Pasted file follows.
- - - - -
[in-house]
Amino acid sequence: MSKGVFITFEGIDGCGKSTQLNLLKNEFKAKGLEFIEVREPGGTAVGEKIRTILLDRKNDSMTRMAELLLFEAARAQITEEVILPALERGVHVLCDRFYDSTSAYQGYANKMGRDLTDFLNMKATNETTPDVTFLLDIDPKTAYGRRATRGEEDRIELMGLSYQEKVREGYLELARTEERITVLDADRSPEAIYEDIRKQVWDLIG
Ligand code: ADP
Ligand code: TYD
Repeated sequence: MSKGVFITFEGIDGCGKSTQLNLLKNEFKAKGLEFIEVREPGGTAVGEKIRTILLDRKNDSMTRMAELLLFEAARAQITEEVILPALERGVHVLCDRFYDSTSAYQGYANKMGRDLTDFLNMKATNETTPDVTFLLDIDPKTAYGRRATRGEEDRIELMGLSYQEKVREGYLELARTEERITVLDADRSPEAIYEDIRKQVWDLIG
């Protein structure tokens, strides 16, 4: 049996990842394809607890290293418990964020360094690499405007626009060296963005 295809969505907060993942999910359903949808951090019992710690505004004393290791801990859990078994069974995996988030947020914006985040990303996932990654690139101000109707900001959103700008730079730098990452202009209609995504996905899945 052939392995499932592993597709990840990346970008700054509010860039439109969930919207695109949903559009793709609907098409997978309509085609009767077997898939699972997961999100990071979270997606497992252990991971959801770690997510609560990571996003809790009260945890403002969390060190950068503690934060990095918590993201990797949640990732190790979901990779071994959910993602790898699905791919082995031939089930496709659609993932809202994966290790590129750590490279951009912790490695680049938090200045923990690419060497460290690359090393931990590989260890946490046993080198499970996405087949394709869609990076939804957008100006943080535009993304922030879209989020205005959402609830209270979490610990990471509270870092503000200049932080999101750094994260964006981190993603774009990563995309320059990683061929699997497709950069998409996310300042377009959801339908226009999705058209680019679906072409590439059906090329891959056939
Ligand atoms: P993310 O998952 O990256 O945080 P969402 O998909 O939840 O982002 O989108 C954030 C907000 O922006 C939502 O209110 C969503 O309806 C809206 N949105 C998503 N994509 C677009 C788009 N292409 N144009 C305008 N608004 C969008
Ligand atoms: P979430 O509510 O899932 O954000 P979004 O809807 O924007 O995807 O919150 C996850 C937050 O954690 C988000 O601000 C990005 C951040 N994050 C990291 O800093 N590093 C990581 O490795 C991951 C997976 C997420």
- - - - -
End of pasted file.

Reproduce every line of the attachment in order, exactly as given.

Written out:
[in-house]
Amino acid sequence: MSKGVFITFEGIDGCGKSTQLNLLKNEFKAKGLEFIEVREPGGTAVGEKIRTILLDRKNDSMTRMAELLLFEAARAQITEEVILPALERGVHVLCDRFYDSTSAYQGYANKMGRDLTDFLNMKATNETTPDVTFLLDIDPKTAYGRRATRGEEDRIELMGLSYQEKVREGYLELARTEERITVLDADRSPEAIYEDIRKQVWDLIG
Ligand code: ADP
Ligand code: TYD
Repeated sequence: MSKGVFITFEGIDGCGKSTQLNLLKNEFKAKGLEFIEVREPGGTAVGEKIRTILLDRKNDSMTRMAELLLFEAARAQITEEVILPALERGVHVLCDRFYDSTSAYQGYANKMGRDLTDFLNMKATNETTPDVTFLLDIDPKTAYGRRATRGEEDRIELMGLSYQEKVREGYLELARTEERITVLDADRSPEAIYEDIRKQVWDLIG
């Protein structure tokens, strides 16, 4: 049996990842394809607890290293418990964020360094690499405007626009060296963005 295809969505907060993942999910359903949808951090019992710690505004004393290791801990859990078994069974995996988030947020914006985040990303996932990654690139101000109707900001959103700008730079730098990452202009209609995504996905899945 052939392995499932592993597709990840990346970008700054509010860039439109969930919207695109949903559009793709609907098409997978309509085609009767077997898939699972997961999100990071979270997606497992252990991971959801770690997510609560990571996003809790009260945890403002969390060190950068503690934060990095918590993201990797949640990732190790979901990779071994959910993602790898699905791919082995031939089930496709659609993932809202994966290790590129750590490279951009912790490695680049938090200045923990690419060497460290690359090393931990590989260890946490046993080198499970996405087949394709869609990076939804957008100006943080535009993304922030879209989020205005959402609830209270979490610990990471509270870092503000200049932080999101750094994260964006981190993603774009990563995309320059990683061929699997497709950069998409996310300042377009959801339908226009999705058209680019679906072409590439059906090329891959056939
Ligand atoms: P993310 O998952 O990256 O945080 P969402 O998909 O939840 O982002 O989108 C954030 C907000 O922006 C939502 O209110 C969503 O309806 C809206 N949105 C998503 N994509 C677009 C788009 N292409 N144009 C305008 N608004 C969008
Ligand atoms: P979430 O509510 O899932 O954000 P979004 O809807 O924007 O995807 O919150 C996850 C937050 O954690 C988000 O601000 C990005 C951040 N994050 C990291 O800093 N590093 C990581 O490795 C991951 C997976 C997420």